How a Conscientious Leader Deals with Mistakes: 10 Valuable Observations
Many of the small businesses and entrepreneurs we have certified as Benefit Corporations for Good have experienced a few bruises and some scars as well.
Yet, they persevere.
It’s hard to launch and grow a business dedicated to the principles of the triple bottom line: People, Planet, Profit. They intimately know the long hours it takes to pursue their mission of doing good for the commons. They know there are no shortcuts for a quick buck.
It’s what differentiates them from other companies: their perseverance to live a life of authenticity, honesty and integrity.
There are some lessons to be learned from these entrepreneurs who take the step to become Benefit Companies. Most mistakes, even failures, come from these 7 areas as described by nationally known business consultant Jay Willwerth:
1. Overlooking the importance of a Business Plan
2. Ignoring Your Market
3. Discounting Your Desires of Your Target Market
4. Insufficient Funding
5. Skimping on Marketing and Advertising
6. Lacking Flexibility
7. Ignoring Advice
Conscientious leaders found in Benefit Corporations are susceptible to these same failings but because of their strong commitment to be a cause-driven business, these missteps and even failures are the seeds for a continual path of learning and self- improvement. This is what we love about the leaders we interviewed for our book, “Putting Soul into Business: How the Benefit Corporation is Transforming American Business for Good.”
It’s not about blame, “woe is me,” or victim mentality. Rather it’s the journey and story of two steps forward and one step backwards. It’s progress and a belief in a better business model. But this path requires risks that may sometimes lead to failures.
We are a small business ourselves and we know first-hand how easy it is to feel discouraged. We try to remind ourselves that it’s okay to pivot, to shift gears, to “get better” through our mistakes. Being a Benefit Corporation is not for the meek. It means erroring on the side of good vs being the most profitable.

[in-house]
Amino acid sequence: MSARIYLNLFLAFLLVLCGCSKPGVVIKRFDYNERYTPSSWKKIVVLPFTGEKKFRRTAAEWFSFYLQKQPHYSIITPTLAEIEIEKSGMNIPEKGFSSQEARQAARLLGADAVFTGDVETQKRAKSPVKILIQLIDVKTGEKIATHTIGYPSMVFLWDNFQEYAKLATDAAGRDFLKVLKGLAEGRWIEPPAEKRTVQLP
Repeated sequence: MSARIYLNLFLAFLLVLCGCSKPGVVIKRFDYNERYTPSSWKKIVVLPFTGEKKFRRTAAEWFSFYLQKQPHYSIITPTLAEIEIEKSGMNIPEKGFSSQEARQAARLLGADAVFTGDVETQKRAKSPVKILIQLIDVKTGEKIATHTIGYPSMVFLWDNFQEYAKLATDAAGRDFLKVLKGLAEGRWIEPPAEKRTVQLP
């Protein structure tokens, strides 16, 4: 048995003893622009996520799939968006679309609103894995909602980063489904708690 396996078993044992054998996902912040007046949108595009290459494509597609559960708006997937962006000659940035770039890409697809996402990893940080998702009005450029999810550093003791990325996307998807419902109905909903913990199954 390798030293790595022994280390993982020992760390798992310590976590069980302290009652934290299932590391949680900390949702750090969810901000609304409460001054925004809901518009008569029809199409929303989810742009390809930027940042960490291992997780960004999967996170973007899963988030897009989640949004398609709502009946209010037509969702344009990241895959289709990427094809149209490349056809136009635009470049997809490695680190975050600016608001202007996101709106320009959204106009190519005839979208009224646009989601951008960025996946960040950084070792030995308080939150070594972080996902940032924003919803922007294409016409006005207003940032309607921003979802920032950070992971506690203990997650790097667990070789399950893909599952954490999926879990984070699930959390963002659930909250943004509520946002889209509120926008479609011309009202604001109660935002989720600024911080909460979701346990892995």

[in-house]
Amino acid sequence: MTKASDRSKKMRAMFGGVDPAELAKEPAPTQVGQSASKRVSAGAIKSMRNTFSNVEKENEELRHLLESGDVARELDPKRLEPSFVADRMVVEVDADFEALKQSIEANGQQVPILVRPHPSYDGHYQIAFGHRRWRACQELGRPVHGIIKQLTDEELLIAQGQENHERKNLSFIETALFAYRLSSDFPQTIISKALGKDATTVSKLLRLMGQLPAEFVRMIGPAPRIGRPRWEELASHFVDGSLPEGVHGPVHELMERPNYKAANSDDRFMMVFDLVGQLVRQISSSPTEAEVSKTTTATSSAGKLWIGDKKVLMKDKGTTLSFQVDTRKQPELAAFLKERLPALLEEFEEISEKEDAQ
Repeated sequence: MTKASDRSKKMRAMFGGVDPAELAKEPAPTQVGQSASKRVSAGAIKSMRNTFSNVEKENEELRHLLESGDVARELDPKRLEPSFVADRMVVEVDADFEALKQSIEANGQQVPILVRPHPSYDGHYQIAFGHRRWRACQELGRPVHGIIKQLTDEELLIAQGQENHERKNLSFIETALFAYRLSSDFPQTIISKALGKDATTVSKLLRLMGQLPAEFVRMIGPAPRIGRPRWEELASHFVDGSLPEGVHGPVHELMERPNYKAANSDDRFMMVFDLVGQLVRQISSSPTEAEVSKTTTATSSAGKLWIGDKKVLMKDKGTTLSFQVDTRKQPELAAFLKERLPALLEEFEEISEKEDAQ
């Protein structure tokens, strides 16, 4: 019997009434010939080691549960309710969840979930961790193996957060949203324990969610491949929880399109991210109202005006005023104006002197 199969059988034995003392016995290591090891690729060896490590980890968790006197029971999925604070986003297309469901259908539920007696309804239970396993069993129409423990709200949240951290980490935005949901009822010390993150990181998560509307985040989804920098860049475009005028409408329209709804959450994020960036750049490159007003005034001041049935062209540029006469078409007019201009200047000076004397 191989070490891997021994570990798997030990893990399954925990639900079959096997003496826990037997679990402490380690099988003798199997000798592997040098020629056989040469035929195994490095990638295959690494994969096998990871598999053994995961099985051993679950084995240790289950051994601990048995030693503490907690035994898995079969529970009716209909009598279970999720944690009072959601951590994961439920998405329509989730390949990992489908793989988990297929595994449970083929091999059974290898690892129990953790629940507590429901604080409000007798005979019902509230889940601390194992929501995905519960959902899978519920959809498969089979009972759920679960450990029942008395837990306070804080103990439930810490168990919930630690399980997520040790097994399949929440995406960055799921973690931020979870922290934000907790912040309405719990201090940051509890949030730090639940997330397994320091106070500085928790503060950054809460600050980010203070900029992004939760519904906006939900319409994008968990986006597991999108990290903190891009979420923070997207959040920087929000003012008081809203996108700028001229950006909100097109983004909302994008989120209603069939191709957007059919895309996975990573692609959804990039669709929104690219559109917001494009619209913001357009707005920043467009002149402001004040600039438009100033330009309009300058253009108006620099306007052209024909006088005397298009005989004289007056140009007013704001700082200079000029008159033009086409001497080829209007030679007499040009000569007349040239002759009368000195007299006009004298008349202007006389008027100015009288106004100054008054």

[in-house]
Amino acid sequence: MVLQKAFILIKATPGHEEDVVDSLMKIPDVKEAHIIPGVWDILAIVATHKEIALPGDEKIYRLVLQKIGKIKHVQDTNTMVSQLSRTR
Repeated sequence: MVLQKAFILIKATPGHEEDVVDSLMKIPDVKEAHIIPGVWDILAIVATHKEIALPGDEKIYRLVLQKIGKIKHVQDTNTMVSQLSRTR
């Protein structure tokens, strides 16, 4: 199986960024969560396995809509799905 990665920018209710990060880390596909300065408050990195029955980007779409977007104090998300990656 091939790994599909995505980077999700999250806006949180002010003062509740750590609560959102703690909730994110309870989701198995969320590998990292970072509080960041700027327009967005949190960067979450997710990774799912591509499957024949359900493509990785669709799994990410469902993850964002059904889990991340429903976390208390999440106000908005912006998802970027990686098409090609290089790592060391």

Speaking of mistakes, we have found that conscientious leaders in Benefit Corporations, often with high EQ (emotional intelligence), recognize that staff sometimes screw up too. But rather than punish them, they understand it is generally best to allow them to reflect and gain experience –growing personally and professionally through their errors.
Leaders may find it hard to admit mistakes and failures. To quickly say, “I messed up,” “I made the wrong call,” or “I was wrong” is difficult. Yet, showing vulnerability to staff, partners and colleagues, is a lesson in humility. By admitting and sharing failures, we can create a culture of trust – a cornerstone of every conscientious organization -- and a foundational value of Benefit Corporations.
Here are 10 valuable observations we have seen in the conscientious leaders of Benefit Corporations when dealing with mistakes.
1. They don’t play the victim
2. They take accountability and ownership of screw-ups
3. They are willing to apologize
4. They don’t get defensive
5. They listen before reacting
6. They stay calm and respectful
7. They stay positive and remember the end game
8. They celebrate little successes
9. They pause and take a breather during intense times
10. They embody hope and persevere.
““Only those who dare to fail greatly can ever achieve greatly.”
- Robert Kennedy